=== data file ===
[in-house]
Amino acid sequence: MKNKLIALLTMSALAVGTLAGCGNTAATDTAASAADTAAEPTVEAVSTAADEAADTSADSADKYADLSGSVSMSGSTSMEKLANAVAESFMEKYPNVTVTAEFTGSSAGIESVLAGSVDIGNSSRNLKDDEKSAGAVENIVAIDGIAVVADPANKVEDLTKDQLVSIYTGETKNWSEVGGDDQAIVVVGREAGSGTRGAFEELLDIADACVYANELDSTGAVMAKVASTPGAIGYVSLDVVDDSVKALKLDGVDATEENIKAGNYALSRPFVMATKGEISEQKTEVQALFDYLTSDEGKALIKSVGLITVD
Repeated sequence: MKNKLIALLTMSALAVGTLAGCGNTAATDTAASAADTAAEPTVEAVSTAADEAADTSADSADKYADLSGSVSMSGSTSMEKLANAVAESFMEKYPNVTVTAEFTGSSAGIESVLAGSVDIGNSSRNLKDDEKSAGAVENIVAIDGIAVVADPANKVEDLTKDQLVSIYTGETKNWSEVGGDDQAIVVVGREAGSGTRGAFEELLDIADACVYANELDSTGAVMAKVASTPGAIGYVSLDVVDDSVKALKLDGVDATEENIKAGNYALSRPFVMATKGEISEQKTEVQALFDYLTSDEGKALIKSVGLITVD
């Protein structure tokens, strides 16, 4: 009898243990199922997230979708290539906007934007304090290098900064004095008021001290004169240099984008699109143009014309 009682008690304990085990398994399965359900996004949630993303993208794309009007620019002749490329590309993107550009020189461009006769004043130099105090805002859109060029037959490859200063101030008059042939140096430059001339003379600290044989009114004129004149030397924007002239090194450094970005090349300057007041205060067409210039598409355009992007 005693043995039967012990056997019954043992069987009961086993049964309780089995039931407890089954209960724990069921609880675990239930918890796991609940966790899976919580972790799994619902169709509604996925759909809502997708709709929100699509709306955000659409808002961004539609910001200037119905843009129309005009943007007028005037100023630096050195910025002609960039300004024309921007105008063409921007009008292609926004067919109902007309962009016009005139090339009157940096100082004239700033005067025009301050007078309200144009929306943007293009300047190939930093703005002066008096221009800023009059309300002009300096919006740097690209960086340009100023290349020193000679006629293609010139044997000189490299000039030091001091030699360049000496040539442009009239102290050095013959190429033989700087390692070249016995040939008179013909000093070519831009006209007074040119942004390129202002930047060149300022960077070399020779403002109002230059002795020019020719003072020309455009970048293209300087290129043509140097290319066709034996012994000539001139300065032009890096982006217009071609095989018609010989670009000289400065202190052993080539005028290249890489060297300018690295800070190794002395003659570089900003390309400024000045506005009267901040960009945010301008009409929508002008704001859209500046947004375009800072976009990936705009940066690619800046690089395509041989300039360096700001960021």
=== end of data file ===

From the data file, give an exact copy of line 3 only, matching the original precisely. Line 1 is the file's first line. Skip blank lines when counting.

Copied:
Repeated sequence: MKNKLIALLTMSALAVGTLAGCGNTAATDTAASAADTAAEPTVEAVSTAADEAADTSADSADKYADLSGSVSMSGSTSMEKLANAVAESFMEKYPNVTVTAEFTGSSAGIESVLAGSVDIGNSSRNLKDDEKSAGAVENIVAIDGIAVVADPANKVEDLTKDQLVSIYTGETKNWSEVGGDDQAIVVVGREAGSGTRGAFEELLDIADACVYANELDSTGAVMAKVASTPGAIGYVSLDVVDDSVKALKLDGVDATEENIKAGNYALSRPFVMATKGEISEQKTEVQALFDYLTSDEGKALIKSVGLITVD